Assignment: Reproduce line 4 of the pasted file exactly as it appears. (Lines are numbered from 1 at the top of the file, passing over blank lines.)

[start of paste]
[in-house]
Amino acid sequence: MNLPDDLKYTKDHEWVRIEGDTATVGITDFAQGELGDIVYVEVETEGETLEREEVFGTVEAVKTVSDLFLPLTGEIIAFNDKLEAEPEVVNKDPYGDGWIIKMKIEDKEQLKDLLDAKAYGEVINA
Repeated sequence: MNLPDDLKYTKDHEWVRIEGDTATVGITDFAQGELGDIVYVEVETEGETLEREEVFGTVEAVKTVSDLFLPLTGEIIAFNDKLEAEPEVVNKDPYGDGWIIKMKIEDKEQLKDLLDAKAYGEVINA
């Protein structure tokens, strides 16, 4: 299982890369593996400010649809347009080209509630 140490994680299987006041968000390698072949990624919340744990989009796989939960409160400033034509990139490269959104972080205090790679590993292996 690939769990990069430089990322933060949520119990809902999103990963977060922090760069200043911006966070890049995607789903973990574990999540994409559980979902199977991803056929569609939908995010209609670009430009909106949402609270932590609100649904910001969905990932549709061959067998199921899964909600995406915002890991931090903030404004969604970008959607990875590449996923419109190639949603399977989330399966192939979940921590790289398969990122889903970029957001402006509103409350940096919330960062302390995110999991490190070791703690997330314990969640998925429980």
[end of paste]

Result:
């Protein structure tokens, strides 16, 4: 299982890369593996400010649809347009080209509630 140490994680299987006041968000390698072949990624919340744990989009796989939960409160400033034509990139490269959104972080205090790679590993292996 690939769990990069430089990322933060949520119990809902999103990963977060922090760069200043911006966070890049995607789903973990574990999540994409559980979902199977991803056929569609939908995010209609670009430009909106949402609270932590609100649904910001969905990932549709061959067998199921899964909600995406915002890991931090903030404004969604970008959607990875590449996923419109190639949603399977989330399966192939979940921590790289398969990122889903970029957001402006509103409350940096919330960062302390995110999991490190070791703690997330314990969640998925429980």